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October 28, 2021

How Amazon decides which

climate tech start-ups to invest in

and what that says about its future ambitions

If Amazon is going to achieve its goal of net-zero carbon emissions by 2040, it’s going to need to rely on new technology. To spur the process along, the company has a $2 billion venture capital fund to gather and grow climate tech start-ups.

Watching where Amazon is investing is one way to track innovation in the space. It can also give investors a sense of what parts of its own business Amazon intends to prioritize in the future.


President Biden’s latest Build Back Better framework gives boost to solar industry

After hearing input from all sides and negotiating in good faith with Senators Manchin and Sinema, Congressional Leadership, and a broad swath of Members of Congress, President Biden is announcing a framework for the Build Back Better Act.

The latest framework allocates $555 billion to clean energy and climate investments.

This includes:

  • Growing domestic solar supply chains

  • Extending "clean energy tax credits" by 10 years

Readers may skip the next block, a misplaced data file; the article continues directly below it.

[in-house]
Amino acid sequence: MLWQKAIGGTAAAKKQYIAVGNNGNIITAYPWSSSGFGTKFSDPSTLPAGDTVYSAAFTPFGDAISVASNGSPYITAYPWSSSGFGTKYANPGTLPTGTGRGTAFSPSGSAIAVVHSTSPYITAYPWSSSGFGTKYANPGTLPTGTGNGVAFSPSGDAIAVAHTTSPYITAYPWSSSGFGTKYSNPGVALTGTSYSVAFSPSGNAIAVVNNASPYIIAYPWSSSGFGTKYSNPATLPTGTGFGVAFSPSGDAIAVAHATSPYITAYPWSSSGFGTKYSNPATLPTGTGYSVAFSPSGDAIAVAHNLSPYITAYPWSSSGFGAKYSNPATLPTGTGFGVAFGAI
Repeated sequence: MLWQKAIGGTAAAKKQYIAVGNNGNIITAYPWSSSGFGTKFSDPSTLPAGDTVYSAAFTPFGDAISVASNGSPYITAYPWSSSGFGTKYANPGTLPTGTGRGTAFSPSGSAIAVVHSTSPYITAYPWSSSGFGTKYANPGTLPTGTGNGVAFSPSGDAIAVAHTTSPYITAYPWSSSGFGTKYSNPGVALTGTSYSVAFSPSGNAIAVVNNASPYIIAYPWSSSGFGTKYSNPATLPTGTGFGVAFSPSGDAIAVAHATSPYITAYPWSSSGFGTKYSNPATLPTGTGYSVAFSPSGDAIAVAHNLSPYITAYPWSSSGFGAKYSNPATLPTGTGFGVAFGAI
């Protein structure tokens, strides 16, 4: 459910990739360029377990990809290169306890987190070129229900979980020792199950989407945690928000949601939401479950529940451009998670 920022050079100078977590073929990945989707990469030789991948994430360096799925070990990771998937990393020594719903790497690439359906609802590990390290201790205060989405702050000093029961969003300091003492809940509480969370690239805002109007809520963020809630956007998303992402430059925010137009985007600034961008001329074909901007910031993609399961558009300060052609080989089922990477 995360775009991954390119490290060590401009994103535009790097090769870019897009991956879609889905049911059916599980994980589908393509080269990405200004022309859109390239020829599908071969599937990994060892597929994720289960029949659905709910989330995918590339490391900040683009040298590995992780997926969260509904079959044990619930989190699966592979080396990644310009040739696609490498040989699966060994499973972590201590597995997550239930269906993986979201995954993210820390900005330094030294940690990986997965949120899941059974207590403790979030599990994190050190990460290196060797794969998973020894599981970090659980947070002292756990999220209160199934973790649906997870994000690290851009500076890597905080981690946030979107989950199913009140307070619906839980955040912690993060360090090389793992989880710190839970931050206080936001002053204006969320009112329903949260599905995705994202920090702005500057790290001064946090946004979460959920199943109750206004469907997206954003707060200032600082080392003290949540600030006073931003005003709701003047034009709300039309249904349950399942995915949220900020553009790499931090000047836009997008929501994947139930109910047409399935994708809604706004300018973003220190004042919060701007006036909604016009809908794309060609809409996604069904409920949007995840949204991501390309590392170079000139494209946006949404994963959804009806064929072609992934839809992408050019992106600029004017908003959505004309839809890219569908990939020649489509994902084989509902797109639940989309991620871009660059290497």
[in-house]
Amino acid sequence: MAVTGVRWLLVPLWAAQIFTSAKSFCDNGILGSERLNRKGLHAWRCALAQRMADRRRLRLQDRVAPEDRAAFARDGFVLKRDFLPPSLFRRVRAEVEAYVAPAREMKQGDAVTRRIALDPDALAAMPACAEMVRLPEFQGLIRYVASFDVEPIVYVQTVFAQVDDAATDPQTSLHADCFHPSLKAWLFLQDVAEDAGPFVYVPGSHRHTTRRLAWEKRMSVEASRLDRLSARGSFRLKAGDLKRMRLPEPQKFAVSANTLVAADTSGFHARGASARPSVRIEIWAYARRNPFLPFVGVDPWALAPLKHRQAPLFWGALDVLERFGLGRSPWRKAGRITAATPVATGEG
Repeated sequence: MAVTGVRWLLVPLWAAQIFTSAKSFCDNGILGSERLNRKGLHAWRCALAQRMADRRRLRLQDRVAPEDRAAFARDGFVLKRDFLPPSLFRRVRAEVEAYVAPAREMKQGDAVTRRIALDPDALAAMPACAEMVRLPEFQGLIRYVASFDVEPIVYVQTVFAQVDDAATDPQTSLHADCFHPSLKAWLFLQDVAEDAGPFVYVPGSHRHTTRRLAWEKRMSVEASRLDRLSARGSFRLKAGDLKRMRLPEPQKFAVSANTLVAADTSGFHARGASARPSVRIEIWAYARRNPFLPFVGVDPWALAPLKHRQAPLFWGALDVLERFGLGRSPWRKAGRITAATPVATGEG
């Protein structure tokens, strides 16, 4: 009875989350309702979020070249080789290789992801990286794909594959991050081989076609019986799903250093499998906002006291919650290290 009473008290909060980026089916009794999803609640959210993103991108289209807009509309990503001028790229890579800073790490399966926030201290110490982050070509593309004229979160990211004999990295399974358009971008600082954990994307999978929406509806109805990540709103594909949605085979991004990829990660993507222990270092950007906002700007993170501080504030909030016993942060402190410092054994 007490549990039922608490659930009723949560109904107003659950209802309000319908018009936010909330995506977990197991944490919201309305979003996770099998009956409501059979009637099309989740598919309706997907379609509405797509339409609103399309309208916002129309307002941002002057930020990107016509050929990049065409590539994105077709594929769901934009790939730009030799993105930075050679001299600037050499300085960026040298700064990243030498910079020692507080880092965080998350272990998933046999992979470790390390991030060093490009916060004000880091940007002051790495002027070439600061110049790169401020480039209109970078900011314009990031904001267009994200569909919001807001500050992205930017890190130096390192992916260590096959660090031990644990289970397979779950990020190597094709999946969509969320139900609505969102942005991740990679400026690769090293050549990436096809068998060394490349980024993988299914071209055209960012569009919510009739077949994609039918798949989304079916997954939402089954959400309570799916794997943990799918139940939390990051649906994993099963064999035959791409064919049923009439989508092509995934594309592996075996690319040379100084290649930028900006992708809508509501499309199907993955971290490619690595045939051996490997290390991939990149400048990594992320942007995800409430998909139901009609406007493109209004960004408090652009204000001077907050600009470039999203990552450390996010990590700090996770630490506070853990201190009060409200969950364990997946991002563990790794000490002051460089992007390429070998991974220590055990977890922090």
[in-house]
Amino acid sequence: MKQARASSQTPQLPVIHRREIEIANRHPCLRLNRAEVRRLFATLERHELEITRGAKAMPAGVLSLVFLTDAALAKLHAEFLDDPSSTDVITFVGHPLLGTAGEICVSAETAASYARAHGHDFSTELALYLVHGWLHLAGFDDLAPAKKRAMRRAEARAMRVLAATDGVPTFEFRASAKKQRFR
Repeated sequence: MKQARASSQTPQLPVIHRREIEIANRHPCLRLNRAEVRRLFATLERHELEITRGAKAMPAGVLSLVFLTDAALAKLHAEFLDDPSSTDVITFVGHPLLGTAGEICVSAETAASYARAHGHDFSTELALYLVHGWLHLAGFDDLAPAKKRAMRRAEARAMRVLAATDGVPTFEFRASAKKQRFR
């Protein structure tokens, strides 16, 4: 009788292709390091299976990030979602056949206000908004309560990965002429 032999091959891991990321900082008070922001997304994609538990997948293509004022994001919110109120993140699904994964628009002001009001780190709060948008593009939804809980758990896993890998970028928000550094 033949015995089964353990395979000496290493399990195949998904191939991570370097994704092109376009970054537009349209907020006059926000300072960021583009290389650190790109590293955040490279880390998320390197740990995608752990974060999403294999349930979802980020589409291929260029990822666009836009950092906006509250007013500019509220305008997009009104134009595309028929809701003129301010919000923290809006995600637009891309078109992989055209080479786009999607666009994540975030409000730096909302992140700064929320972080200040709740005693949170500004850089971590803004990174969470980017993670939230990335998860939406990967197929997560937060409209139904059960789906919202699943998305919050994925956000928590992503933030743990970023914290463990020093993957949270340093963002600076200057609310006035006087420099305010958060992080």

• Cutting the cost of residential rooftop solar by 30%


Joint Federal-State Task Force on Electric Transmission

This is a first-of-its-kind effort to ensure important cooperation between federal and state regulators, via partnership between FERC and the National Association of Regulatory Utility Commissioners (NARUC), on electric transmission-related issues. The Task Force will focus on topics related to planning and paying for transmission, including transmission to facilitate generator interconnection, that provides benefits from a federal and state perspective.

FERC and NARUC announced the Task Force when FERC established the Task Force on June 17, 2021 in Docket No. AD21-15-000. The Task Force is comprised of all FERC Commissioners and 10 state commissioner representatives, nominated by NARUC and affirmed by FERC. The Task Force will convene for multiple formal meetings annually, which will be open to the public for listening and observing and will be on the record. All FERC issuances related to the Task Force, as well as submissions from NARUC and interested parties related to the Task Force, will be included in the Task Force docket (AD21‑15‑000) and available on FERC’s website via eLibrary.